Ronald Wilson Reagan was born in 1911, in Tampico,
Illinois. After attending school in Dixon he studied sociology and economics at Eureka College where he was also active in both drama and sport, taking the lead role in plays and playing in the college football team. He was also a lifeguard at Rock River and saved many swimmers who got into difficulties there.
After he graduated, Reagan worked as a sports announcer on the radio but his career really took off when he passed a Hollywood screen test in 1937. He appeared in no fewer than 53 films, becoming a familiar face to cinema audiences throughout the United States.
Reagan’s speaking skills and friendly demeanour stood him in good stead for future public office. He became politically active when, as President of the Screen Actors Guild, he was involved in discussions about Communism in the film industry and his personal views changed from liberal to conservative.
In 1966 Reagan entered politics and was elected by a large majority as Governor of California, winning re-election in 1970.
After two failed bids, in 1980 he won the Republican nomination as presidential candidate. He easily beat incumbent President Jimmy Carter, taking office as the 40th US President in January 1981. He won a second term four years later.
Reagan’s first term in office was dramatically interrupted when he was shot on 30 March 1981, a bullet narrowly missing his heart. He apologized stoically to his wife Nancy afterwards, ‘Honey, I forgot to duck’.
The Reagan years in the White House saw reductions in taxation and government regulations and increased military spending, but critics pointed to a spiralling national debt, and benefits for the wealthy rather than the poor. In foreign policy Reagan focused on the evils of the Soviet Union, which he saw as a threat to freedom across the globe.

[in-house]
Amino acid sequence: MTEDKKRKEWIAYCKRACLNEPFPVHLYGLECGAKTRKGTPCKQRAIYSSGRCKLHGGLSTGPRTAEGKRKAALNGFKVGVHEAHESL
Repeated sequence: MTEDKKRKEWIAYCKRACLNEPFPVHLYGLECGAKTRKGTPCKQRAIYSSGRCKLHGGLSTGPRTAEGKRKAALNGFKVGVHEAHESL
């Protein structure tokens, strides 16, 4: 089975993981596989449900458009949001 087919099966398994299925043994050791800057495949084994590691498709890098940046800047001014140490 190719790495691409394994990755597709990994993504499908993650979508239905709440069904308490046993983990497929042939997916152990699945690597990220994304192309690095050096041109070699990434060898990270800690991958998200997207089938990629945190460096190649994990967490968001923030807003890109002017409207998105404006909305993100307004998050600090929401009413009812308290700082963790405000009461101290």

Liberal opinion was horrified when he called for a build-up of nuclear arms to match and exceed the Soviet arsenal. Nevertheless his robust foreign policy saw a gradual improvement in relations with the Soviet Union and the negotiation of a treaty eliminating mid-range nuclear missiles.
In June 1987, Reagan called for the removal of the Berlin Wall, appealing directly to Soviet Premier Mikhail Gorbachev to remove the physical and symbolic barrier between the two Germanys and the Eastern and Western blocs of Europe. In the year Reagan left office, the Berlin Wall was demolished, followed by the unravelling of the Soviet Union itself.
The last years of Reagan’s life were overshadowed by Alzheimer’s Disease, a condition he acknowledged publicly, hoping to raise awareness of the illness, and faced with characteristic courage: ‘I now begin the journey that will lead me into the sunset of my life.’